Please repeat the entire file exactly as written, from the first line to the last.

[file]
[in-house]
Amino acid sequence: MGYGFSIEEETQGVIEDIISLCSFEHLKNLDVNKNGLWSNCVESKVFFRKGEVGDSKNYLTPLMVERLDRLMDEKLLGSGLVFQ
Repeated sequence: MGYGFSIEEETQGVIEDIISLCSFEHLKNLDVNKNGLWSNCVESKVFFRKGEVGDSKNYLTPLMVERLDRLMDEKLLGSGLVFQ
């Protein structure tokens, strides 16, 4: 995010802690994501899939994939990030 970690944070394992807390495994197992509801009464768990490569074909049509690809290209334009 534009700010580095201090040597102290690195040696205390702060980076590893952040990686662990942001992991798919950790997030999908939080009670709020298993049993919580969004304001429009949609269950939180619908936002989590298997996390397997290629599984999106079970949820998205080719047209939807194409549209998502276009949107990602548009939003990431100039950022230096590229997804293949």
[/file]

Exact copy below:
[in-house]
Amino acid sequence: MGYGFSIEEETQGVIEDIISLCSFEHLKNLDVNKNGLWSNCVESKVFFRKGEVGDSKNYLTPLMVERLDRLMDEKLLGSGLVFQ
Repeated sequence: MGYGFSIEEETQGVIEDIISLCSFEHLKNLDVNKNGLWSNCVESKVFFRKGEVGDSKNYLTPLMVERLDRLMDEKLLGSGLVFQ
């Protein structure tokens, strides 16, 4: 995010802690994501899939994939990030 970690944070394992807390495994197992509801009464768990490569074909049509690809290209334009 534009700010580095201090040597102290690195040696205390702060980076590893952040990686662990942001992991798919950790997030999908939080009670709020298993049993919580969004304001429009949609269950939180619908936002989590298997996390397997290629599984999106079970949820998205080719047209939807194409549209998502276009949107990602548009939003990431100039950022230096590229997804293949």